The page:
Johannesburg, South Africa — MININGREVIEW.COM — 22 January 2009 – Gold Fields Limited – the world’s number four and Africa’s second- largest producer of the metal – is considering laying off about 1 500 workers in South Africa.
Revealing this to Reuters, National Union of Mineworkers (NUM) deputy general secretary Oupa Komane said the union had resisted the move in a meeting with the company in December. It had asked the group to show why the proposed cuts – mostly in services rather than mining jobs – were needed. Gold Fields did not want to comment on the proposed cuts.
So far more than 14 000 jobs in South Africa’s key mining sector are under threat due to the global financial crisis, and analysts predict that even more jobs could be lost.
Komane said Gold Fields chief executive Nick Holland, and Vishnu Pillay, the executive head of the group’s South African operations, had met with the NUM – South Africa’s biggest union – just before Christmas.
“The intention was to persuade us to agree to the need to cut jobs, mostly in protection services, the company’s academy and in stores – not so much in mining itself,” Komane explained. “The company wants to lay off about 1 500 workers, but only a few of those jobs will be in mining,” he said.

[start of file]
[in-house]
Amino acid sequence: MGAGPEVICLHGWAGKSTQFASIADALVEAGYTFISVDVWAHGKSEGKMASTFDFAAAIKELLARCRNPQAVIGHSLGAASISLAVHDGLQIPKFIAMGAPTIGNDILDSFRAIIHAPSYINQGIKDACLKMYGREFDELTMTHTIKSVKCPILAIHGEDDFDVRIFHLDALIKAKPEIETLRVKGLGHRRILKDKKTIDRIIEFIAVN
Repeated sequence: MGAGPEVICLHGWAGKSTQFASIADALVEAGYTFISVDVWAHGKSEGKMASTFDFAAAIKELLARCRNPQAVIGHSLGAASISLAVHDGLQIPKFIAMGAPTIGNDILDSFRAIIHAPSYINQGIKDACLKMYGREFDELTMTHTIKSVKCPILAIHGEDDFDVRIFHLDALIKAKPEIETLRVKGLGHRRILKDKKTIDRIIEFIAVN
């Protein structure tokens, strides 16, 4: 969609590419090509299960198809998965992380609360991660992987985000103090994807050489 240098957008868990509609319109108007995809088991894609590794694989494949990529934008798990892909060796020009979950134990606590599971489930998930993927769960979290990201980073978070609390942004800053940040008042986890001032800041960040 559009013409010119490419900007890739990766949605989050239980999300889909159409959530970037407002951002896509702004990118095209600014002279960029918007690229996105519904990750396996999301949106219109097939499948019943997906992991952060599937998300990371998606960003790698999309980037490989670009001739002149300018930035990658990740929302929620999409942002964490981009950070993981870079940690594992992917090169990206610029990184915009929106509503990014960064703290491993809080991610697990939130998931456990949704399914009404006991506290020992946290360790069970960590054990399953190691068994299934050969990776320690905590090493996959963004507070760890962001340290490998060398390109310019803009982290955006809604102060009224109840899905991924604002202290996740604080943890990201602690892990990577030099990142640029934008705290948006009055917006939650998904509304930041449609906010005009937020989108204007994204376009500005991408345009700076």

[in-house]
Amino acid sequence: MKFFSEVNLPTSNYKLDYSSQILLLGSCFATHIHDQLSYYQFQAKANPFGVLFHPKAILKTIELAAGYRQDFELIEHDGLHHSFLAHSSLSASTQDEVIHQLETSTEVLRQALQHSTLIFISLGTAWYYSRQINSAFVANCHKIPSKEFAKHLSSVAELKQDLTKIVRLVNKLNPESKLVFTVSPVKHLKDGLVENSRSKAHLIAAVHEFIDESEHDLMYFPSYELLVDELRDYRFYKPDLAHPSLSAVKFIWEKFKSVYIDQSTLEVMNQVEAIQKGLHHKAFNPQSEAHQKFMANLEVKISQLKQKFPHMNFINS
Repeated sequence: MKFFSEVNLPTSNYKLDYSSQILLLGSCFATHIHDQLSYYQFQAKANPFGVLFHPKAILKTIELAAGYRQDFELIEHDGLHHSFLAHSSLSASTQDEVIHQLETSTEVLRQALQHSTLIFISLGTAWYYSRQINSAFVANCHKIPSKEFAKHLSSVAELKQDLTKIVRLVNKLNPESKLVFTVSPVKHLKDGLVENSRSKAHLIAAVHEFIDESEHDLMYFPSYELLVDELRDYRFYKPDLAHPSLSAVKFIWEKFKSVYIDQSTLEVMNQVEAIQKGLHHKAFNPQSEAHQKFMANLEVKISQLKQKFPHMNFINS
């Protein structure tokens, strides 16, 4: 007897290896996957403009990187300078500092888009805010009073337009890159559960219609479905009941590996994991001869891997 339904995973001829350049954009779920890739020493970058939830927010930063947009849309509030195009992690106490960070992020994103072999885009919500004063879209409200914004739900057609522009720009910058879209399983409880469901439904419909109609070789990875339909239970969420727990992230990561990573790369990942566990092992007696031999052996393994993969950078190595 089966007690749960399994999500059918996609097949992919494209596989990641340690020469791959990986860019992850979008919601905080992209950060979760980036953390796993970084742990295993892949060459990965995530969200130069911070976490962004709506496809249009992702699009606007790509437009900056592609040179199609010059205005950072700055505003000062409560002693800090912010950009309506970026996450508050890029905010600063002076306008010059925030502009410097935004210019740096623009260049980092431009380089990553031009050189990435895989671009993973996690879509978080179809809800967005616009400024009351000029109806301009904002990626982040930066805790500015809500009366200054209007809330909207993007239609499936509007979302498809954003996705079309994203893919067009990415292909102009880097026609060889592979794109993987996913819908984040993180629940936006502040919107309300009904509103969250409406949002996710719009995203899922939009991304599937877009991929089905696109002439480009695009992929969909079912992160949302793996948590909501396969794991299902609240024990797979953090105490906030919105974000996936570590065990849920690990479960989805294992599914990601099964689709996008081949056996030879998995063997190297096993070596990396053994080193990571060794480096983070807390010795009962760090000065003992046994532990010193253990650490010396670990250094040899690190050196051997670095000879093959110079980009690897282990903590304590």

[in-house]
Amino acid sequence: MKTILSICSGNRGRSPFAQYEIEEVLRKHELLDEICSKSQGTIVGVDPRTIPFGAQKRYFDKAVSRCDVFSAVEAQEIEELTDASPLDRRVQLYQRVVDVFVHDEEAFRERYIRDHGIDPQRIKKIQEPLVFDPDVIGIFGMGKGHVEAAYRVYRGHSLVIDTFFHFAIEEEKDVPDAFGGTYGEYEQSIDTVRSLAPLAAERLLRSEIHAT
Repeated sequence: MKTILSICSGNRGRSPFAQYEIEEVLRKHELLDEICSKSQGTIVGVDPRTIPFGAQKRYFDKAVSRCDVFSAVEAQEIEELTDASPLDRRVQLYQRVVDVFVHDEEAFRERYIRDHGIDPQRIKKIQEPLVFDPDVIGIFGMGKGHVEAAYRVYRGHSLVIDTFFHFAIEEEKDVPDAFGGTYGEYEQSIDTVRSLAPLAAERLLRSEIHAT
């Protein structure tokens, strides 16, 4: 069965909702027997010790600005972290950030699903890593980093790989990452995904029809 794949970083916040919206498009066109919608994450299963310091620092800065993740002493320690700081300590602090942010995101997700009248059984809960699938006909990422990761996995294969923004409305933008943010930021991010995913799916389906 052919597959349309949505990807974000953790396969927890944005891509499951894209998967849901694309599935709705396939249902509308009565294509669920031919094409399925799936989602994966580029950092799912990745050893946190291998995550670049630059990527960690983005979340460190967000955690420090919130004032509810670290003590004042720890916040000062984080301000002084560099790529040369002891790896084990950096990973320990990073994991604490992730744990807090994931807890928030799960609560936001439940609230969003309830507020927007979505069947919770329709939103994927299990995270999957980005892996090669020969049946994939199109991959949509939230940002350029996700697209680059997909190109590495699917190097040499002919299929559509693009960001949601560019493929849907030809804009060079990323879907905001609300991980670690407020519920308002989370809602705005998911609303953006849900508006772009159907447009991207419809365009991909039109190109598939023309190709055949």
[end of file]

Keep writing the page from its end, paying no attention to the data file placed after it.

“We asked for a comprehensive analysis on why they want to retrench the workers, and are awaiting a response,” he continued. “They said reduction of production was the reason for downsizing and rightsizing some of their operations.”
Komane expressed the opinion that Gold Fields had not based its proposed job cuts on the credit crunch as the metal had not been badly affected. At its first-quarter results presentation in October, the group had reported that its finances had not been affected by the global credit crisis, and that despite the current depressed commodity and equity market, it was keen to acquire assets anywhere in the world that would enhance its profile.
In December, Gold Fields said it was on track to meet its 840 000 ounce output forecast for the December quarter.
Komane said the NUM had also met with Anglo American Plc’s platinum-producing unit, Anglo Platinum (Angloplat), which is the No. 1 producer of the metal globally.
At the meeting attended by Angloplat CEO Neville Nicolau, the company said it planned to trim production, but would not lay off workers in the process.
“Angloplat said they had no intention to lay off workers, but that they will reduce production, and will re-deploy some workers and re-train others. They believe the economic downturn that has badly affected platinum will not be permanent,” Komane added.
Angloplat said last month it would reduce 2009 capital expenditure to R9.1 billion and that it expected to produce 2.4 million ounces of refined platinum this year.